DOE has considered these comments, but continues to believe it is 
both lawful and desirable that the revised General Guidelines be 
included in the Code of Federal Regulations. The revised General 
Guidelines clearly are a ``rule'' within the meaning of that term in 
the Administrative Procedure Act (5 U.S.C. 551(4)), and they were 
properly classified as a ``rule document'' by the Office of the Federal 
Register. The Director of the Federal Register also concluded that it 
is proper under the Federal Register Act (44 U.S.C. 1501-1511) for DOE 
to include the revised General Guidelines in the Code of Federal 
Regulations. The revised General Guidelines will be more accessible to 
the public if they are preserved in the Code of Federal Regulations. 
Placing the General Guidelines in the Code of Federal

[[Page 15177]]

Regulations also will not affect the rights of reporting entities 
because codification of rule documents does not affect their nature as 
substantive or procedural or legally-binding or non-binding. Lastly,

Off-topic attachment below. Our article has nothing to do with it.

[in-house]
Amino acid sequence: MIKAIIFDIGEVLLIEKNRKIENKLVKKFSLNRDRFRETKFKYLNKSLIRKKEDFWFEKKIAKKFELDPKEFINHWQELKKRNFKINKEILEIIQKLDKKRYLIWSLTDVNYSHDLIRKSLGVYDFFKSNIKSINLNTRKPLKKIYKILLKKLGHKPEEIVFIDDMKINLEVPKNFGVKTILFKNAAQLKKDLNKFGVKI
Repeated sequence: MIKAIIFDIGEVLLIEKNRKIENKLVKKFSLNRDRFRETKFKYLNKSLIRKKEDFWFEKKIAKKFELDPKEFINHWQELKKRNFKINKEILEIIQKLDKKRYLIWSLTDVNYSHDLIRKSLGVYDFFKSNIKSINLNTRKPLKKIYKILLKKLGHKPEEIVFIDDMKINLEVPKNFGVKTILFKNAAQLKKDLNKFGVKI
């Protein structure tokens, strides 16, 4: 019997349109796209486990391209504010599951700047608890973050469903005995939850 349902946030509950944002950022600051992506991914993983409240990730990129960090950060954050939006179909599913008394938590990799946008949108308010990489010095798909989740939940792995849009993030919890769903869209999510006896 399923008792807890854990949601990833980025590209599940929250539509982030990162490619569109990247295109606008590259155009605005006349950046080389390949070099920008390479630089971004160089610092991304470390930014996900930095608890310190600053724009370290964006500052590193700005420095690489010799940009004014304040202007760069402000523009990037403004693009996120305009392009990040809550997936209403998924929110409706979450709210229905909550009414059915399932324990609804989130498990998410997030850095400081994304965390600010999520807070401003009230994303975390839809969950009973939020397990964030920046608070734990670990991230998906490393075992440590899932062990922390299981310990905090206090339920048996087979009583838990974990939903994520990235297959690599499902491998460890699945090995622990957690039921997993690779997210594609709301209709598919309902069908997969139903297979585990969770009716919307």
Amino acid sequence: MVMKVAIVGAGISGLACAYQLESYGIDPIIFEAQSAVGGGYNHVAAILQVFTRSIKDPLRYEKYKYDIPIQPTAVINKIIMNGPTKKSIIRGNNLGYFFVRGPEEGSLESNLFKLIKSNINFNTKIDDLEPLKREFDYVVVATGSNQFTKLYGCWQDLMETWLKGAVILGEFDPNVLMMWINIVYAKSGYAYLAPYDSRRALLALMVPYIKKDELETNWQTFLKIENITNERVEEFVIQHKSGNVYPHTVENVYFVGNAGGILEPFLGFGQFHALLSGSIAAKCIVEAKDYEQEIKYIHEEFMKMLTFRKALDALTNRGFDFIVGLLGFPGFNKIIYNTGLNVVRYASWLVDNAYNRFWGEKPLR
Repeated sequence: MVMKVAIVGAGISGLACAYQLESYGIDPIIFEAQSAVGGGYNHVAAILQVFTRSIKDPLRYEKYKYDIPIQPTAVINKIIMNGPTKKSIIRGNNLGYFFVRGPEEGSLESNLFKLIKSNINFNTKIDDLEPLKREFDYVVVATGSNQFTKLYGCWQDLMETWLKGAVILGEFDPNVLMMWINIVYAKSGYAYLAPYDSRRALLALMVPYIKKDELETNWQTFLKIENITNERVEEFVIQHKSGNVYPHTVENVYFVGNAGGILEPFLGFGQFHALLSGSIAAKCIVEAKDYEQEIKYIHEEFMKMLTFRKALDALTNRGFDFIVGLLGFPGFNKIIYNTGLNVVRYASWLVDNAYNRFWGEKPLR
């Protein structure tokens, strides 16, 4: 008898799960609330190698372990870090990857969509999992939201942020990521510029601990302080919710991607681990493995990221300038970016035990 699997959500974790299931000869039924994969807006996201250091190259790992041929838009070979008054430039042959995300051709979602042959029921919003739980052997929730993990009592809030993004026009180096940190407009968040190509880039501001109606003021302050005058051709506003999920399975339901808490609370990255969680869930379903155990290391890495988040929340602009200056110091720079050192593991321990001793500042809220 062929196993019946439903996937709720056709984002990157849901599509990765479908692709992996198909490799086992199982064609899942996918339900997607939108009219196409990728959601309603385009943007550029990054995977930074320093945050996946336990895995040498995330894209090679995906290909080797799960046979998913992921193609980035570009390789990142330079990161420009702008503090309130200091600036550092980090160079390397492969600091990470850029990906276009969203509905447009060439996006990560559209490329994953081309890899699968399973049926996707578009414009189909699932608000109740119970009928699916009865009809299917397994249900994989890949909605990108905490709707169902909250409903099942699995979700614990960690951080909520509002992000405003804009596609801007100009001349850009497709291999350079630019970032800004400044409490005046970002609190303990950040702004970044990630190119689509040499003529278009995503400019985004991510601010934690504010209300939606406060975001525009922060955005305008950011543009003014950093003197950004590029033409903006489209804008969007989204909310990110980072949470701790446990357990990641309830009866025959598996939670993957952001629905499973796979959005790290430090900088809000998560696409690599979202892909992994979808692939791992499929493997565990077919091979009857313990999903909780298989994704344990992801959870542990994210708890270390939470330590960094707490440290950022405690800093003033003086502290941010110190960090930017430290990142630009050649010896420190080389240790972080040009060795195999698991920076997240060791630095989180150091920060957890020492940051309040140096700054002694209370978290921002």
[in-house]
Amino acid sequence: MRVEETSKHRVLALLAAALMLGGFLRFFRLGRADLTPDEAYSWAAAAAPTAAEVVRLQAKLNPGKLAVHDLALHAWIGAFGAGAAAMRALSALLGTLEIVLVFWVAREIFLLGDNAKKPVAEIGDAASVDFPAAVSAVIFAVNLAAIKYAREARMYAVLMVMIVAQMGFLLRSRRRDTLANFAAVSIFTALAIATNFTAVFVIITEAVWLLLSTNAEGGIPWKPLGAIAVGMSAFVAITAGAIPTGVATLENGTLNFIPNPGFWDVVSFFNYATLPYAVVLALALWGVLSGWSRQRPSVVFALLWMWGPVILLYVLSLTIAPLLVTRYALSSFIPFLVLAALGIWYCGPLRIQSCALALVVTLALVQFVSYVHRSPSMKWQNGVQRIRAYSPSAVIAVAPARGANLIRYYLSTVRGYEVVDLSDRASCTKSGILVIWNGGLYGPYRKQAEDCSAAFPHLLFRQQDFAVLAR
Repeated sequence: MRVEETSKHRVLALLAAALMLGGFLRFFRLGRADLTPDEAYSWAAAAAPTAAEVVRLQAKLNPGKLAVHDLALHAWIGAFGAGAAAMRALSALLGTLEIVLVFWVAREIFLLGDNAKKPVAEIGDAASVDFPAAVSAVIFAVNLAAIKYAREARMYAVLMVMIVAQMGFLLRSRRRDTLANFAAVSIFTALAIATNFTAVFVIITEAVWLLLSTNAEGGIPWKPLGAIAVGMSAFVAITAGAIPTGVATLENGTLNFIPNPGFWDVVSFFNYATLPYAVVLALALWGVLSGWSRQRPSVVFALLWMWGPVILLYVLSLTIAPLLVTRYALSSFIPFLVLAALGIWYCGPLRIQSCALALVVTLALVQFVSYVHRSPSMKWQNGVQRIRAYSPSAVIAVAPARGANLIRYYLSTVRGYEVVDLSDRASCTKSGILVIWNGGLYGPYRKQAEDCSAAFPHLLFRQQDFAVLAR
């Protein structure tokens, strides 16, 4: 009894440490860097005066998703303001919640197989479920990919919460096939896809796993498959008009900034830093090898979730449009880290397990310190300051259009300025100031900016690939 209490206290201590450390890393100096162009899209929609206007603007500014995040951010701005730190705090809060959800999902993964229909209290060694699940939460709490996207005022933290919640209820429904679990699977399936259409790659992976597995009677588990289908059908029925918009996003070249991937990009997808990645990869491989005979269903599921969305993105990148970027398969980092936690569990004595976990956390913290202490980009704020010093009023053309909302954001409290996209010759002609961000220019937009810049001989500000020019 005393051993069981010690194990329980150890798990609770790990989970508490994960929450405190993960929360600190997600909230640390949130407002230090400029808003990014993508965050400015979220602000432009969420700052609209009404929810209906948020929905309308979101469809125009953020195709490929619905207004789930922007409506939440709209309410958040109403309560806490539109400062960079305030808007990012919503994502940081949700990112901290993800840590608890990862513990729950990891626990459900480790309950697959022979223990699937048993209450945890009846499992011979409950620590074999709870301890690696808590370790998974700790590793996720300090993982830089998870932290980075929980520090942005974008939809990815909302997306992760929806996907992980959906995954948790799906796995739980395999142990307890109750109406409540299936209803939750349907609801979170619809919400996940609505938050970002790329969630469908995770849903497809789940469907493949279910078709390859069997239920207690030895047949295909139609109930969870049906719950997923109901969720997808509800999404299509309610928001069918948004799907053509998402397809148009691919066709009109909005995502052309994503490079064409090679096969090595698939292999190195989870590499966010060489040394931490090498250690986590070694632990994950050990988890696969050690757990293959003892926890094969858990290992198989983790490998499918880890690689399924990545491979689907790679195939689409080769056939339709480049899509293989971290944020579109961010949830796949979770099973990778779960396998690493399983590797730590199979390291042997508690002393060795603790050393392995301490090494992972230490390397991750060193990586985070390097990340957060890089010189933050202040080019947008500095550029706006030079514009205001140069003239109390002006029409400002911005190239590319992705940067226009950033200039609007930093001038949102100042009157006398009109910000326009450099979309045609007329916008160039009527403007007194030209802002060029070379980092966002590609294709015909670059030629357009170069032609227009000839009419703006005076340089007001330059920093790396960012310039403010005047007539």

codification is handled by the Office of the Federal Register, and it 
will not add any time to the notice and comment process required by 
section 1605(b).

C. Section by-Section Discussion of the General Guidelines

1. General (Sec.  300.1)
    A new paragraph (f) has been added to this section to indicate that 
DOE intends to periodically review and update the General Guidelines 
and the Technical Guidelines. These periodic reviews would consider 
possible additions to the list of covered greenhouse gases, changes to 
the minimum, quantity-weighted quality rating for emission inventories, 
modifications to the benchmarks specified by DOE, changes to the 
minimum requirements for registered emission reductions, and other 
possible changes to the General and Technical Guidelines. DOE intends 
to coordinate any changes to the Guidelines in order to minimize the